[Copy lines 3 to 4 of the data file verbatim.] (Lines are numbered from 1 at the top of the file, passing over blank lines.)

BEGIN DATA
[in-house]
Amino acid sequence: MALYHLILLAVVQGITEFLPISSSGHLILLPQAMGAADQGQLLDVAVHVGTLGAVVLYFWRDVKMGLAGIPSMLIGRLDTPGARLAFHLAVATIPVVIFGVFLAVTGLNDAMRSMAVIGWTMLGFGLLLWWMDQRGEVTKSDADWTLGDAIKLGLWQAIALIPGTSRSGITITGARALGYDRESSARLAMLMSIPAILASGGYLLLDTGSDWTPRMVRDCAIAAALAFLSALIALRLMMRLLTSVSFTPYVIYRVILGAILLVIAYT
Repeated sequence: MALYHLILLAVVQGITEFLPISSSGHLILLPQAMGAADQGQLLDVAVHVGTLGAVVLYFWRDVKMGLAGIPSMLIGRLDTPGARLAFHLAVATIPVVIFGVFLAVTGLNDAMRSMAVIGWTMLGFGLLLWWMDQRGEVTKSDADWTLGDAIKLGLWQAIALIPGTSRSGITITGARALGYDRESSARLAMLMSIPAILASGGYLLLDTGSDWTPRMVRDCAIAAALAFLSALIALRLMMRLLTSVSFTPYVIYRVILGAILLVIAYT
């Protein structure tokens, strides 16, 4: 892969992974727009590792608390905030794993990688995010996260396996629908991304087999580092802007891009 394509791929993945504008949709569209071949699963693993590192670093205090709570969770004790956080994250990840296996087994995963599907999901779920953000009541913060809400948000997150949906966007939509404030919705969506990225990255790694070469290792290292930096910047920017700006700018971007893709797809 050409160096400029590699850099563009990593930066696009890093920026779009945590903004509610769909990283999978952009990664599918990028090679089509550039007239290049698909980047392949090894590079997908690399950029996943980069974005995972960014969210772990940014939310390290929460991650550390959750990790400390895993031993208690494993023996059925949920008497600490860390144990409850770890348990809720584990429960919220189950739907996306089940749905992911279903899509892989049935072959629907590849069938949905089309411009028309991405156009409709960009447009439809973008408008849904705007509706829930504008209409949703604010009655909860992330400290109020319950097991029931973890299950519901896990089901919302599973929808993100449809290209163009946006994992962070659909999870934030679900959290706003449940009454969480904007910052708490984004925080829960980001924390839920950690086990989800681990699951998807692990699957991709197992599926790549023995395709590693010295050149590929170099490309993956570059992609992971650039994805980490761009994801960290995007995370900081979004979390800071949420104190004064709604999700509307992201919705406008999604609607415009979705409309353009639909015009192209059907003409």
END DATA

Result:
Repeated sequence: MALYHLILLAVVQGITEFLPISSSGHLILLPQAMGAADQGQLLDVAVHVGTLGAVVLYFWRDVKMGLAGIPSMLIGRLDTPGARLAFHLAVATIPVVIFGVFLAVTGLNDAMRSMAVIGWTMLGFGLLLWWMDQRGEVTKSDADWTLGDAIKLGLWQAIALIPGTSRSGITITGARALGYDRESSARLAMLMSIPAILASGGYLLLDTGSDWTPRMVRDCAIAAALAFLSALIALRLMMRLLTSVSFTPYVIYRVILGAILLVIAYT
């Protein structure tokens, strides 16, 4: 892969992974727009590792608390905030794993990688995010996260396996629908991304087999580092802007891009 394509791929993945504008949709569209071949699963693993590192670093205090709570969770004790956080994250990840296996087994995963599907999901779920953000009541913060809400948000997150949906966007939509404030919705969506990225990255790694070469290792290292930096910047920017700006700018971007893709797809 050409160096400029590699850099563009990593930066696009890093920026779009945590903004509610769909990283999978952009990664599918990028090679089509550039007239290049698909980047392949090894590079997908690399950029996943980069974005995972960014969210772990940014939310390290929460991650550390959750990790400390895993031993208690494993023996059925949920008497600490860390144990409850770890348990809720584990429960919220189950739907996306089940749905992911279903899509892989049935072959629907590849069938949905089309411009028309991405156009409709960009447009439809973008408008849904705007509706829930504008209409949703604010009655909860992330400290109020319950097991029931973890299950519901896990089901919302599973929808993100449809290209163009946006994992962070659909999870934030679900959290706003449940009454969480904007910052708490984004925080829960980001924390839920950690086990989800681990699951998807692990699957991709197992599926790549023995395709590693010295050149590929170099490309993956570059992609992971650039994805980490761009994801960290995007995370900081979004979390800071949420104190004064709604999700509307992201919705406008999604609607415009979705409309353009639909015009192209059907003409």